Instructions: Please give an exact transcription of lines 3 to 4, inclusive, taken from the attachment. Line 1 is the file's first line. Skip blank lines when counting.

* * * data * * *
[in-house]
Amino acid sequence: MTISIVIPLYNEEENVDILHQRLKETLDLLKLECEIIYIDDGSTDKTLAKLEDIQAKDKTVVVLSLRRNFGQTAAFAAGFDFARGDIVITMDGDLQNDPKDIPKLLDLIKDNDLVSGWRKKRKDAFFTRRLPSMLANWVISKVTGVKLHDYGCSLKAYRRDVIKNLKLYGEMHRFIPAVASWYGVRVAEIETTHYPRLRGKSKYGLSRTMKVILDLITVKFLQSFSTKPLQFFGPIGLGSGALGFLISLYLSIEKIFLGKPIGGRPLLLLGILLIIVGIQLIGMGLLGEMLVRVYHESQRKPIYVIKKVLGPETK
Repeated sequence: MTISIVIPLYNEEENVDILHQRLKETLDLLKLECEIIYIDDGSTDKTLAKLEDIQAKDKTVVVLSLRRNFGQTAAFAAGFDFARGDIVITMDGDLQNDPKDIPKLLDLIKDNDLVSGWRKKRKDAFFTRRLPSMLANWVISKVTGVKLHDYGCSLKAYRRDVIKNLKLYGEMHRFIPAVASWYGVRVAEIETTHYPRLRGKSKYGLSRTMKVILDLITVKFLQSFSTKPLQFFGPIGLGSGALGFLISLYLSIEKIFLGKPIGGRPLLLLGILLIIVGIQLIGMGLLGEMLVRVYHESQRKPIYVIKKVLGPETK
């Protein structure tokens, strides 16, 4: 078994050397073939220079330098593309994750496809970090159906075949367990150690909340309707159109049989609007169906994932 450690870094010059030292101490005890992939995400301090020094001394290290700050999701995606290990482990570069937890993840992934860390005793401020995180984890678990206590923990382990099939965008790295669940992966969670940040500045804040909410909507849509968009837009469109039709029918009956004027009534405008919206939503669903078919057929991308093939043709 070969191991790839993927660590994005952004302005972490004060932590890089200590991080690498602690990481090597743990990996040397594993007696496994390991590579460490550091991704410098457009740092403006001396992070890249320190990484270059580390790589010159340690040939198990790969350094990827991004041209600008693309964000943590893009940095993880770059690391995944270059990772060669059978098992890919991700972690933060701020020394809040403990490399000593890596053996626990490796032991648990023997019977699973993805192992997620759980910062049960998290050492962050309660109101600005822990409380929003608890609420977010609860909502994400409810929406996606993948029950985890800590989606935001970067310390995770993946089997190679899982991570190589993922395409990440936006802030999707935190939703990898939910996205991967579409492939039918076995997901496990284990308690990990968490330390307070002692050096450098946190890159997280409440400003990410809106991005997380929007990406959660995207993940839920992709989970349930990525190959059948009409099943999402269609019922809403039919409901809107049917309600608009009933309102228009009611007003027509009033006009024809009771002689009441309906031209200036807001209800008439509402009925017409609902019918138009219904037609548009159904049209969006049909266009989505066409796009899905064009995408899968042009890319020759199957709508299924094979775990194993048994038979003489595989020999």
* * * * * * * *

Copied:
Repeated sequence: MTISIVIPLYNEEENVDILHQRLKETLDLLKLECEIIYIDDGSTDKTLAKLEDIQAKDKTVVVLSLRRNFGQTAAFAAGFDFARGDIVITMDGDLQNDPKDIPKLLDLIKDNDLVSGWRKKRKDAFFTRRLPSMLANWVISKVTGVKLHDYGCSLKAYRRDVIKNLKLYGEMHRFIPAVASWYGVRVAEIETTHYPRLRGKSKYGLSRTMKVILDLITVKFLQSFSTKPLQFFGPIGLGSGALGFLISLYLSIEKIFLGKPIGGRPLLLLGILLIIVGIQLIGMGLLGEMLVRVYHESQRKPIYVIKKVLGPETK
């Protein structure tokens, strides 16, 4: 078994050397073939220079330098593309994750496809970090159906075949367990150690909340309707159109049989609007169906994932 450690870094010059030292101490005890992939995400301090020094001394290290700050999701995606290990482990570069937890993840992934860390005793401020995180984890678990206590923990382990099939965008790295669940992966969670940040500045804040909410909507849509968009837009469109039709029918009956004027009534405008919206939503669903078919057929991308093939043709 070969191991790839993927660590994005952004302005972490004060932590890089200590991080690498602690990481090597743990990996040397594993007696496994390991590579460490550091991704410098457009740092403006001396992070890249320190990484270059580390790589010159340690040939198990790969350094990827991004041209600008693309964000943590893009940095993880770059690391995944270059990772060669059978098992890919991700972690933060701020020394809040403990490399000593890596053996626990490796032991648990023997019977699973993805192992997620759980910062049960998290050492962050309660109101600005822990409380929003608890609420977010609860909502994400409810929406996606993948029950985890800590989606935001970067310390995770993946089997190679899982991570190589993922395409990440936006802030999707935190939703990898939910996205991967579409492939039918076995997901496990284990308690990990968490330390307070002692050096450098946190890159997280409440400003990410809106991005997380929007990406959660995207993940839920992709989970349930990525190959059948009409099943999402269609019922809403039919409901809107049917309600608009009933309102228009009611007003027509009033006009024809009771002689009441309906031209200036807001209800008439509402009925017409609902019918138009219904037609548009159904049209969006049909266009989505066409796009899905064009995408899968042009890319020759199957709508299924094979775990194993048994038979003489595989020999």